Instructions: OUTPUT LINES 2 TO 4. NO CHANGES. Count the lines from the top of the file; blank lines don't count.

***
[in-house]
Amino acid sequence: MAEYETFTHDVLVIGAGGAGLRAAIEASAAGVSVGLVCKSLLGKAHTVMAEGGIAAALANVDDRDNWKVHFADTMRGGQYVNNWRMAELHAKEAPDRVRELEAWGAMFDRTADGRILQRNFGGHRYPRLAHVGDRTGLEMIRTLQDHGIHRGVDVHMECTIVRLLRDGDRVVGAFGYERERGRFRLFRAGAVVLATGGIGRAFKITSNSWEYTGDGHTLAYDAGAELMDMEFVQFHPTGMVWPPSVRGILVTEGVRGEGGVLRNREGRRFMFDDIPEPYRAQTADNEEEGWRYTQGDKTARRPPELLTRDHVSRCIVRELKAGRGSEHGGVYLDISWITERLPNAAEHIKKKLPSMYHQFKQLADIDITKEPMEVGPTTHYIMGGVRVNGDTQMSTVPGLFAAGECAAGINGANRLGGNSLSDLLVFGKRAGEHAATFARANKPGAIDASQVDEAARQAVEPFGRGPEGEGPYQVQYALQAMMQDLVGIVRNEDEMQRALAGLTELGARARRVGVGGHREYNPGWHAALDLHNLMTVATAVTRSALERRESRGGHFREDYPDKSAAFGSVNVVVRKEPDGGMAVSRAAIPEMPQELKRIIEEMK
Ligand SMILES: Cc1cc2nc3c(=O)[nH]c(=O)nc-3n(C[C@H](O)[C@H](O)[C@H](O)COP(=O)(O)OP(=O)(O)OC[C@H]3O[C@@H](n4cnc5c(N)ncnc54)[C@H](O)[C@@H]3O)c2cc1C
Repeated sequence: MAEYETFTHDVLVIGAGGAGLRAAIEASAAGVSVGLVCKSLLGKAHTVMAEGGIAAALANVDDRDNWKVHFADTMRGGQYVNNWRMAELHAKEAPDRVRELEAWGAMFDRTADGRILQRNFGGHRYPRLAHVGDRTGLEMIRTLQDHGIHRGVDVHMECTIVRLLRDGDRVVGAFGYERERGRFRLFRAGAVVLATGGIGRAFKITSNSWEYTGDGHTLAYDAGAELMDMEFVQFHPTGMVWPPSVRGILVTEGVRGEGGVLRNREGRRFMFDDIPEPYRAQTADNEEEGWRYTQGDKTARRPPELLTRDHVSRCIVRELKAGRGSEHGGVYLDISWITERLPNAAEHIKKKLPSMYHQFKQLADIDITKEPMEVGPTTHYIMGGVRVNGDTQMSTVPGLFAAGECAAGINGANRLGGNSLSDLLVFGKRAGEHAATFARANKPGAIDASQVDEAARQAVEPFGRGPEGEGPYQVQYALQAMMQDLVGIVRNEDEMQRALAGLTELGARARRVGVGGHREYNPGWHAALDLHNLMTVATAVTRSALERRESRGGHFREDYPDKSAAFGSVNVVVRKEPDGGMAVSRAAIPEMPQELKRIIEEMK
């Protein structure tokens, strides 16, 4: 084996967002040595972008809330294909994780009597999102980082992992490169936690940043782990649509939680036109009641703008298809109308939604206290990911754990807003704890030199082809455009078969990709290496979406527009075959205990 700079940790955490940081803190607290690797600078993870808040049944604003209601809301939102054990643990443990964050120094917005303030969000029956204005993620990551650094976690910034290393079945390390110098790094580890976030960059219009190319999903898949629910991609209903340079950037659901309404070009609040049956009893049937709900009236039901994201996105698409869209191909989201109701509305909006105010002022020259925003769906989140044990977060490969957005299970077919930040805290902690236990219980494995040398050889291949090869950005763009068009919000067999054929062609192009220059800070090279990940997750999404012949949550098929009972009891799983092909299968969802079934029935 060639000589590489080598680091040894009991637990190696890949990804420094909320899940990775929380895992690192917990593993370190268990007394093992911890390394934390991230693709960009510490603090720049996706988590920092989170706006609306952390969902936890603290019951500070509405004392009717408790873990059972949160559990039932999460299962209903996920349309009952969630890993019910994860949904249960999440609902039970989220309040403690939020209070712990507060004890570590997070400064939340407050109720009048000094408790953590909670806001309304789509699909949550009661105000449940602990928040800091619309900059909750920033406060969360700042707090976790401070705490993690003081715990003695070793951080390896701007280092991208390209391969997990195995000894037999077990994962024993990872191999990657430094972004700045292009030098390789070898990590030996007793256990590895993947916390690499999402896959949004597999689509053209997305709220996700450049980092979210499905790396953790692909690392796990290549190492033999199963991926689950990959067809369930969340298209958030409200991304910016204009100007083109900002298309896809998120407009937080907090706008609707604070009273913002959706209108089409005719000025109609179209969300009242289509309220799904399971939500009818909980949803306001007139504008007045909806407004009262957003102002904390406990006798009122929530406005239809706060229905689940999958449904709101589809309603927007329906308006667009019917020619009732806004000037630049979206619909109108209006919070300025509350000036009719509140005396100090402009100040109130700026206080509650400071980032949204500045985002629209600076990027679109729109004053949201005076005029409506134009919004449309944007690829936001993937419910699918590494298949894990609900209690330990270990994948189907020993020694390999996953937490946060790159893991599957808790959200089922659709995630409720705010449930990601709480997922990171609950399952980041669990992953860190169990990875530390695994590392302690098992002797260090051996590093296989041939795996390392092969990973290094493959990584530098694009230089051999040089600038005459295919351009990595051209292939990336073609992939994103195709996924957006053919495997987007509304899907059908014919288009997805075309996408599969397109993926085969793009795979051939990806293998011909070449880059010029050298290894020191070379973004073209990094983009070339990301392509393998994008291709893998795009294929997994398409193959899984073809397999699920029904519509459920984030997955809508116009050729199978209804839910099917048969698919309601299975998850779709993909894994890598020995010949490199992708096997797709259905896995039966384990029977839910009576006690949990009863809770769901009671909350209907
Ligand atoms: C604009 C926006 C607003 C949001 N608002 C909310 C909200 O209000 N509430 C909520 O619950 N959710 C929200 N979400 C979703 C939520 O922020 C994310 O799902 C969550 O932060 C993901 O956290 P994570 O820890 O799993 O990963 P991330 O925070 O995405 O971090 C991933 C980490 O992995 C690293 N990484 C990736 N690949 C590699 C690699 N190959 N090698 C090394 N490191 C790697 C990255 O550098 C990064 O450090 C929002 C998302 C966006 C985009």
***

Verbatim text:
Amino acid sequence: MAEYETFTHDVLVIGAGGAGLRAAIEASAAGVSVGLVCKSLLGKAHTVMAEGGIAAALANVDDRDNWKVHFADTMRGGQYVNNWRMAELHAKEAPDRVRELEAWGAMFDRTADGRILQRNFGGHRYPRLAHVGDRTGLEMIRTLQDHGIHRGVDVHMECTIVRLLRDGDRVVGAFGYERERGRFRLFRAGAVVLATGGIGRAFKITSNSWEYTGDGHTLAYDAGAELMDMEFVQFHPTGMVWPPSVRGILVTEGVRGEGGVLRNREGRRFMFDDIPEPYRAQTADNEEEGWRYTQGDKTARRPPELLTRDHVSRCIVRELKAGRGSEHGGVYLDISWITERLPNAAEHIKKKLPSMYHQFKQLADIDITKEPMEVGPTTHYIMGGVRVNGDTQMSTVPGLFAAGECAAGINGANRLGGNSLSDLLVFGKRAGEHAATFARANKPGAIDASQVDEAARQAVEPFGRGPEGEGPYQVQYALQAMMQDLVGIVRNEDEMQRALAGLTELGARARRVGVGGHREYNPGWHAALDLHNLMTVATAVTRSALERRESRGGHFREDYPDKSAAFGSVNVVVRKEPDGGMAVSRAAIPEMPQELKRIIEEMK
Ligand SMILES: Cc1cc2nc3c(=O)[nH]c(=O)nc-3n(C[C@H](O)[C@H](O)[C@H](O)COP(=O)(O)OP(=O)(O)OC[C@H]3O[C@@H](n4cnc5c(N)ncnc54)[C@H](O)[C@@H]3O)c2cc1C
Repeated sequence: MAEYETFTHDVLVIGAGGAGLRAAIEASAAGVSVGLVCKSLLGKAHTVMAEGGIAAALANVDDRDNWKVHFADTMRGGQYVNNWRMAELHAKEAPDRVRELEAWGAMFDRTADGRILQRNFGGHRYPRLAHVGDRTGLEMIRTLQDHGIHRGVDVHMECTIVRLLRDGDRVVGAFGYERERGRFRLFRAGAVVLATGGIGRAFKITSNSWEYTGDGHTLAYDAGAELMDMEFVQFHPTGMVWPPSVRGILVTEGVRGEGGVLRNREGRRFMFDDIPEPYRAQTADNEEEGWRYTQGDKTARRPPELLTRDHVSRCIVRELKAGRGSEHGGVYLDISWITERLPNAAEHIKKKLPSMYHQFKQLADIDITKEPMEVGPTTHYIMGGVRVNGDTQMSTVPGLFAAGECAAGINGANRLGGNSLSDLLVFGKRAGEHAATFARANKPGAIDASQVDEAARQAVEPFGRGPEGEGPYQVQYALQAMMQDLVGIVRNEDEMQRALAGLTELGARARRVGVGGHREYNPGWHAALDLHNLMTVATAVTRSALERRESRGGHFREDYPDKSAAFGSVNVVVRKEPDGGMAVSRAAIPEMPQELKRIIEEMK